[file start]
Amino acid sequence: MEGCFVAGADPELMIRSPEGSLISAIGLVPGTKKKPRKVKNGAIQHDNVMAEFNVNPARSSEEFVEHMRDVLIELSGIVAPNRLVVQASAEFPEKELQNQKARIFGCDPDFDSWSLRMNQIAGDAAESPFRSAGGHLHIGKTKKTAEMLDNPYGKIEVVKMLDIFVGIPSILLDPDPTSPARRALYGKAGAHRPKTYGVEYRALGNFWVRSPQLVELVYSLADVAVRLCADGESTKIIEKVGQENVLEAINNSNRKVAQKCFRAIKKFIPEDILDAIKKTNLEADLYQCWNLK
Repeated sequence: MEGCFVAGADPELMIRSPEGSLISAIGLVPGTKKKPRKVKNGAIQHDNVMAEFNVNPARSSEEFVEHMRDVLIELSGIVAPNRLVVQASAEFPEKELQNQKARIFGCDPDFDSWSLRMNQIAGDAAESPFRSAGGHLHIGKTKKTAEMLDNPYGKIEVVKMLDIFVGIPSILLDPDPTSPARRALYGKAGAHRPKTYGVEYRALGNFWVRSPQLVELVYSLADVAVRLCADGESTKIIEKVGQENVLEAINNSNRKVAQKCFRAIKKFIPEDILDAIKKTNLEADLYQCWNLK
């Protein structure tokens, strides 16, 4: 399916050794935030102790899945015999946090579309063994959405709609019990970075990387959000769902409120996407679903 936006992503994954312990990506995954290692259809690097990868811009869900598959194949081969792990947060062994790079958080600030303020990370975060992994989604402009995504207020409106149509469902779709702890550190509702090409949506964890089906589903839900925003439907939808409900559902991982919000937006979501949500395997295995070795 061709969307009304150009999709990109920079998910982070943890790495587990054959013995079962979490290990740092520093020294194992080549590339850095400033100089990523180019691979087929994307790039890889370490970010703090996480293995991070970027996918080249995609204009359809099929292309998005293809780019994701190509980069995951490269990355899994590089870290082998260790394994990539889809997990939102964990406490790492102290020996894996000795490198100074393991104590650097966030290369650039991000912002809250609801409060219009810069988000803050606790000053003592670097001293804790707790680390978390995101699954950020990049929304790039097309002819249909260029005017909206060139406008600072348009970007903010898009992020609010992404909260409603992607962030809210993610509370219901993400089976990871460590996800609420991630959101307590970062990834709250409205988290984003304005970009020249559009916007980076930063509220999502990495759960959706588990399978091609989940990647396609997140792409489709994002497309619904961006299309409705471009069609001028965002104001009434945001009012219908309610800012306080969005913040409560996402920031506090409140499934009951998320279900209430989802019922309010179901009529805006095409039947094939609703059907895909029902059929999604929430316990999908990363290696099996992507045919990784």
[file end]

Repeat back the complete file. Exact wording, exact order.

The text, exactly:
Amino acid sequence: MEGCFVAGADPELMIRSPEGSLISAIGLVPGTKKKPRKVKNGAIQHDNVMAEFNVNPARSSEEFVEHMRDVLIELSGIVAPNRLVVQASAEFPEKELQNQKARIFGCDPDFDSWSLRMNQIAGDAAESPFRSAGGHLHIGKTKKTAEMLDNPYGKIEVVKMLDIFVGIPSILLDPDPTSPARRALYGKAGAHRPKTYGVEYRALGNFWVRSPQLVELVYSLADVAVRLCADGESTKIIEKVGQENVLEAINNSNRKVAQKCFRAIKKFIPEDILDAIKKTNLEADLYQCWNLK
Repeated sequence: MEGCFVAGADPELMIRSPEGSLISAIGLVPGTKKKPRKVKNGAIQHDNVMAEFNVNPARSSEEFVEHMRDVLIELSGIVAPNRLVVQASAEFPEKELQNQKARIFGCDPDFDSWSLRMNQIAGDAAESPFRSAGGHLHIGKTKKTAEMLDNPYGKIEVVKMLDIFVGIPSILLDPDPTSPARRALYGKAGAHRPKTYGVEYRALGNFWVRSPQLVELVYSLADVAVRLCADGESTKIIEKVGQENVLEAINNSNRKVAQKCFRAIKKFIPEDILDAIKKTNLEADLYQCWNLK
């Protein structure tokens, strides 16, 4: 399916050794935030102790899945015999946090579309063994959405709609019990970075990387959000769902409120996407679903 936006992503994954312990990506995954290692259809690097990868811009869900598959194949081969792990947060062994790079958080600030303020990370975060992994989604402009995504207020409106149509469902779709702890550190509702090409949506964890089906589903839900925003439907939808409900559902991982919000937006979501949500395997295995070795 061709969307009304150009999709990109920079998910982070943890790495587990054959013995079962979490290990740092520093020294194992080549590339850095400033100089990523180019691979087929994307790039890889370490970010703090996480293995991070970027996918080249995609204009359809099929292309998005293809780019994701190509980069995951490269990355899994590089870290082998260790394994990539889809997990939102964990406490790492102290020996894996000795490198100074393991104590650097966030290369650039991000912002809250609801409060219009810069988000803050606790000053003592670097001293804790707790680390978390995101699954950020990049929304790039097309002819249909260029005017909206060139406008600072348009970007903010898009992020609010992404909260409603992607962030809210993610509370219901993400089976990871460590996800609420991630959101307590970062990834709250409205988290984003304005970009020249559009916007980076930063509220999502990495759960959706588990399978091609989940990647396609997140792409489709994002497309619904961006299309409705471009069609001028965002104001009434945001009012219908309610800012306080969005913040409560996402920031506090409140499934009951998320279900209430989802019922309010179901009529805006095409039947094939609703059907895909029902059929999604929430316990999908990363290696099996992507045919990784």